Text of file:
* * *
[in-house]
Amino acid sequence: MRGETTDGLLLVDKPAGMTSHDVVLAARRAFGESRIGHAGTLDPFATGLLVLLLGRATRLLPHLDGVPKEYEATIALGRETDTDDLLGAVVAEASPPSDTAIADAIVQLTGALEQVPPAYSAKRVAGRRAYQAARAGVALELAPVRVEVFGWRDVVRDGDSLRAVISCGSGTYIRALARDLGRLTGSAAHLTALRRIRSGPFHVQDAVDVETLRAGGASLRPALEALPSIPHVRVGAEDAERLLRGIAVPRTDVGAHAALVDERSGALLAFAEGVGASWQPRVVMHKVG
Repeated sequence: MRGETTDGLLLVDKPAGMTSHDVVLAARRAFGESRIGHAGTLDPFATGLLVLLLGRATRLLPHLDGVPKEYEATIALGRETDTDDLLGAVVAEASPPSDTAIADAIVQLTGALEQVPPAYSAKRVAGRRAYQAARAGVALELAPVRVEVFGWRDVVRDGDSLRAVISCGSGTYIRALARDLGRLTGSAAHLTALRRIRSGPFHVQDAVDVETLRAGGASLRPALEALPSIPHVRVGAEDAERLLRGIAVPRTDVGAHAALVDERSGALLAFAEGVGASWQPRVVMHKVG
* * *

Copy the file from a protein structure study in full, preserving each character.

[in-house]
Amino acid sequence: MRGETTDGLLLVDKPAGMTSHDVVLAARRAFGESRIGHAGTLDPFATGLLVLLLGRATRLLPHLDGVPKEYEATIALGRETDTDDLLGAVVAEASPPSDTAIADAIVQLTGALEQVPPAYSAKRVAGRRAYQAARAGVALELAPVRVEVFGWRDVVRDGDSLRAVISCGSGTYIRALARDLGRLTGSAAHLTALRRIRSGPFHVQDAVDVETLRAGGASLRPALEALPSIPHVRVGAEDAERLLRGIAVPRTDVGAHAALVDERSGALLAFAEGVGASWQPRVVMHKVG
Repeated sequence: MRGETTDGLLLVDKPAGMTSHDVVLAARRAFGESRIGHAGTLDPFATGLLVLLLGRATRLLPHLDGVPKEYEATIALGRETDTDDLLGAVVAEASPPSDTAIADAIVQLTGALEQVPPAYSAKRVAGRRAYQAARAGVALELAPVRVEVFGWRDVVRDGDSLRAVISCGSGTYIRALARDLGRLTGSAAHLTALRRIRSGPFHVQDAVDVETLRAGGASLRPALEALPSIPHVRVGAEDAERLLRGIAVPRTDVGAHAALVDERSGALLAFAEGVGASWQPRVVMHKVG